A new cop for global finance
The US must join Europe in revamping the rules of finance – for mutual prosperity.
If an ounce of optimism exists in the market meltdown, it is this: Europe and the US have agreed to make the world safe again for capitalism by rethinking global rules for the financial system. One thing is for sure: The old rules, largely set in 1944, are as good as a rusted-out speed-limit sign.
Too much of the new world of international finance, such as hedge funds, derivatives, and mortgage securities, now operates in the shadows. US credit-rating agencies badly underestimated the real risks of subprime mortgages. Big banks have become too big to fail. And most of all, when Wall Street crumbles, the rocks ricochet from Shanghai to Stockholm.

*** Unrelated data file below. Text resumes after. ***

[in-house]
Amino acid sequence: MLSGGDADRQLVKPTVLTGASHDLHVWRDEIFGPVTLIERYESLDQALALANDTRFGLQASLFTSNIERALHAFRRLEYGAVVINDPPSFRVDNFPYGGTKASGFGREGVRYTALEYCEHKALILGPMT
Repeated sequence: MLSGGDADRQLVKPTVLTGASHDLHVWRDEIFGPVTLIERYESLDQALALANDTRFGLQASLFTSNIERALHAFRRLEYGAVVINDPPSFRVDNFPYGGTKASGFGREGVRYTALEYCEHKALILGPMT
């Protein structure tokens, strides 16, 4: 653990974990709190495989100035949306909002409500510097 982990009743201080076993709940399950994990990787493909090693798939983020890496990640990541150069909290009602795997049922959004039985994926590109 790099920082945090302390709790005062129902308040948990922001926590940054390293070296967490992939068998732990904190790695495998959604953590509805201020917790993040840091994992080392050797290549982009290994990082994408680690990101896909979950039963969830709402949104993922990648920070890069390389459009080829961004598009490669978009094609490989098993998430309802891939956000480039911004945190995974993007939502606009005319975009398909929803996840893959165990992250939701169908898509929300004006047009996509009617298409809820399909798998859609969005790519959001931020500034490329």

Reining in the excesses of this complex, 24/7 business won't be easy – even within each country. But hope for reform is strong after recent joint action by Europe and the US to prop up banks and grease money flows.
Round 1 in designing a new "architecture" for global finance starts Saturday when the current head of the European Union, French President Nicolas Sarkozy, meets with President Bush in Washington. He will bring with him a raft of reform ideas from the EU. "We need to found a new capitalism based on values that put finance at the service of companies and citizens and not the reverse," says Mr. Sarkozy.
Europe's finger, as might be expected, is already pointed at the US for this crisis, with the same finger wagging for more "discipline" in Wall Street. The EU's initial proposal is to set up a supervisor for the world's 30 largest financial institutions. Most of those, of course, are American.